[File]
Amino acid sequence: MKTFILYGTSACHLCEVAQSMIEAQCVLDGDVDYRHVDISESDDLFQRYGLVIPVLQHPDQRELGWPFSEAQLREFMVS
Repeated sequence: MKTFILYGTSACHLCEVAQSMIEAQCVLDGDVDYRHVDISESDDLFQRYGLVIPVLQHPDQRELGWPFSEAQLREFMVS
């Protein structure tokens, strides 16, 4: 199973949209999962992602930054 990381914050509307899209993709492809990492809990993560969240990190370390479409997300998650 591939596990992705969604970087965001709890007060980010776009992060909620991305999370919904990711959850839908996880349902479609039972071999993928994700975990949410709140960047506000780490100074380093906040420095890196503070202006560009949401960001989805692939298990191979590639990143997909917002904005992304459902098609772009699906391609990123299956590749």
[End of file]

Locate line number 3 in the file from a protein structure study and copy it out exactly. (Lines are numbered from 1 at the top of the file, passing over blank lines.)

């Protein structure tokens, strides 16, 4: 199973949209999962992602930054 990381914050509307899209993709492809990492809990993560969240990190370390479409997300998650 591939596990992705969604970087965001709890007060980010776009992060909620991305999370919904990711959850839908996880349902479609039972071999993928994700975990949410709140960047506000780490100074380093906040420095890196503070202006560009949401960001989805692939298990191979590639990143997909917002904005992304459902098609772009699906391609990123299956590749």